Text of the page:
As Concord’s quest unfolds in Garden Story, you’ll unlock memories. At the end of each day, you can change which memories are equipped to the slots you’ve unlocked so far. Each one has its own unique perks that it bestows upon Concord. While browsing the memories in your diary at the end of each day, you can see the requirements to unlock each one. This interesting mechanic allows Concord to use the inspiration from said memories as a driving force to keep pushing forward. You won’t find yourself changing equipped memories very often, though. There’s just not too much incentive to do so most of the time.
Each of the four towns also has a library somewhere. Unfortunately, all the books have been lost, so guess who gets to restore them. That’s right, you! You’ll need to collect a set of materials for each library. As you do, you’ll restore some of the books. This in turn unlocks blueprints so you can build new things in the towns. You’ll have to unlock the toolbox item before you can build, though. There are preset areas in each town where you can construct various things, including decorations, task boards, town storage access points, and more. For example, you can make life more convenient when the original task boards or town storage chests are too far apart. Conversely, you can just spruce up the place with various items like lights to make it look nicer.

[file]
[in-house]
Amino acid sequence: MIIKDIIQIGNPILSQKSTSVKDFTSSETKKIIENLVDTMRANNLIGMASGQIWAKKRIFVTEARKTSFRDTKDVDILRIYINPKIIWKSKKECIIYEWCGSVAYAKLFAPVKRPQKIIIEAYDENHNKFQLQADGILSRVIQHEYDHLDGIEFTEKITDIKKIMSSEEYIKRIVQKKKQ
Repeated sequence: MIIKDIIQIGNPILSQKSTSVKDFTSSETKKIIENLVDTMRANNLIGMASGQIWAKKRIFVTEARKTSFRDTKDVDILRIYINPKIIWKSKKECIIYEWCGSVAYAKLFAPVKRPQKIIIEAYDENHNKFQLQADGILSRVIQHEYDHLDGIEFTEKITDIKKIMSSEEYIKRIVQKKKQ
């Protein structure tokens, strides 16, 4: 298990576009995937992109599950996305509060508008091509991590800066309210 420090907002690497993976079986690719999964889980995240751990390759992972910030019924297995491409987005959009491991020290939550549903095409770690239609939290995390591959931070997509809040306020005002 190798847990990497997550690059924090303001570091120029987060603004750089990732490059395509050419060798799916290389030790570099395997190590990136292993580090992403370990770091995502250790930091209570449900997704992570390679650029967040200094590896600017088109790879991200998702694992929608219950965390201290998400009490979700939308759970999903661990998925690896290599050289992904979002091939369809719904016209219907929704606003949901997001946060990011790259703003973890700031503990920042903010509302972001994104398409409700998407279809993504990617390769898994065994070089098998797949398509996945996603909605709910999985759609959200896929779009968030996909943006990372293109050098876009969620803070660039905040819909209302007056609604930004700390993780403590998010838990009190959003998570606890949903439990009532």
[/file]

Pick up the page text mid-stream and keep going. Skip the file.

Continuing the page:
The gameplay of Garden Story is very chill and casual. However, some of the resource gathering can feel somewhat tedious on occasion. It’s one of those games that’s perfect for when you just wanna have fun, rather than be challenged too much. While the gameplay is fairly simplistic for the most part, the bosses you’ll meet in the dungeon of each town are a different story. They are the exact opposite of casual, which makes them seem out of place in a game like this one. If you really don’t want to mess with them, the game has an option that disables death. So you can have unforgiving bosses, or be an immortal boss-killing machine guaranteed to win every time. There is no middle ground here, oddly enough. As far as the general gameplay, there are a couple of minor flaws to discuss. Items do not stack in your inventory, which will inevitably annoy you at some point. Secondly, in the town storage, each item can stack to 15. The counters (see above) make it look like there are upgrades because of the grayed-out 0 on the left side. However, if there is an upgrade for any of these, I didn’t find it.